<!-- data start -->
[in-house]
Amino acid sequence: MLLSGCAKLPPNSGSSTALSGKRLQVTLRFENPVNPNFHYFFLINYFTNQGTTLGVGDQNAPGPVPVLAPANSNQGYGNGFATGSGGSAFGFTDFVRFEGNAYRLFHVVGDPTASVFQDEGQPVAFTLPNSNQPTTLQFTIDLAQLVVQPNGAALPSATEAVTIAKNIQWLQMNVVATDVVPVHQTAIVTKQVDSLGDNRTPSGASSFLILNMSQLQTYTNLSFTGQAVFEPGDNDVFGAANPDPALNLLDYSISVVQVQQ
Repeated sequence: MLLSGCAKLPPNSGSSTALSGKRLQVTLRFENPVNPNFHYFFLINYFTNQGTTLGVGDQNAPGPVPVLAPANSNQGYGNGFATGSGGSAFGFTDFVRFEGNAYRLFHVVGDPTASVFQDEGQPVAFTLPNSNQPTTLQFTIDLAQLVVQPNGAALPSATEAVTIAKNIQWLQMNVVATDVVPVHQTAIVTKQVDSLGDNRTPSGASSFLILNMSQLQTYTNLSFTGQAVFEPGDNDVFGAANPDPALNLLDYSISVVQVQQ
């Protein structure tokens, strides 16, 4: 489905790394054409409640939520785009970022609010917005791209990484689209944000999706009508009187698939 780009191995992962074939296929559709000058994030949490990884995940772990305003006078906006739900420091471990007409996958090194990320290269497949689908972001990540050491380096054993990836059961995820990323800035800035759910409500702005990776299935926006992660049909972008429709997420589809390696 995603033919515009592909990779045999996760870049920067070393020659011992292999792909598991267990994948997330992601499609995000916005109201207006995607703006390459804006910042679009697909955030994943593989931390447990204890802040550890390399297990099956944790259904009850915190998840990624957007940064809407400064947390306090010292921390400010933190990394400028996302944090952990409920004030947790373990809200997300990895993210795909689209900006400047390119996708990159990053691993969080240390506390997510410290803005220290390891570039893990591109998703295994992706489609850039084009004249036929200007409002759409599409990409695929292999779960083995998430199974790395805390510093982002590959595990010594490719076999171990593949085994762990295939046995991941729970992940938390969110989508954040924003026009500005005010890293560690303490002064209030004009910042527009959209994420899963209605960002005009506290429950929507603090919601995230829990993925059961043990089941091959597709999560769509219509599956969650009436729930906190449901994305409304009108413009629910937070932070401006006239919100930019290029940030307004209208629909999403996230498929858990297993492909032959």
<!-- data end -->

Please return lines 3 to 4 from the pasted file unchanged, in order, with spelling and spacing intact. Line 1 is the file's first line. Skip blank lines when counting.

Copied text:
Repeated sequence: MLLSGCAKLPPNSGSSTALSGKRLQVTLRFENPVNPNFHYFFLINYFTNQGTTLGVGDQNAPGPVPVLAPANSNQGYGNGFATGSGGSAFGFTDFVRFEGNAYRLFHVVGDPTASVFQDEGQPVAFTLPNSNQPTTLQFTIDLAQLVVQPNGAALPSATEAVTIAKNIQWLQMNVVATDVVPVHQTAIVTKQVDSLGDNRTPSGASSFLILNMSQLQTYTNLSFTGQAVFEPGDNDVFGAANPDPALNLLDYSISVVQVQQ
């Protein structure tokens, strides 16, 4: 489905790394054409409640939520785009970022609010917005791209990484689209944000999706009508009187698939 780009191995992962074939296929559709000058994030949490990884995940772990305003006078906006739900420091471990007409996958090194990320290269497949689908972001990540050491380096054993990836059961995820990323800035800035759910409500702005990776299935926006992660049909972008429709997420589809390696 995603033919515009592909990779045999996760870049920067070393020659011992292999792909598991267990994948997330992601499609995000916005109201207006995607703006390459804006910042679009697909955030994943593989931390447990204890802040550890390399297990099956944790259904009850915190998840990624957007940064809407400064947390306090010292921390400010933190990394400028996302944090952990409920004030947790373990809200997300990895993210795909689209900006400047390119996708990159990053691993969080240390506390997510410290803005220290390891570039893990591109998703295994992706489609850039084009004249036929200007409002759409599409990409695929292999779960083995998430199974790395805390510093982002590959595990010594490719076999171990593949085994762990295939046995991941729970992940938390969110989508954040924003026009500005005010890293560690303490002064209030004009910042527009959209994420899963209605960002005009506290429950929507603090919601995230829990993925059961043990089941091959597709999560769509219509599956969650009436729930906190449901994305409304009108413009629910937070932070401006006239919100930019290029940030307004209208629909999403996230498929858990297993492909032959």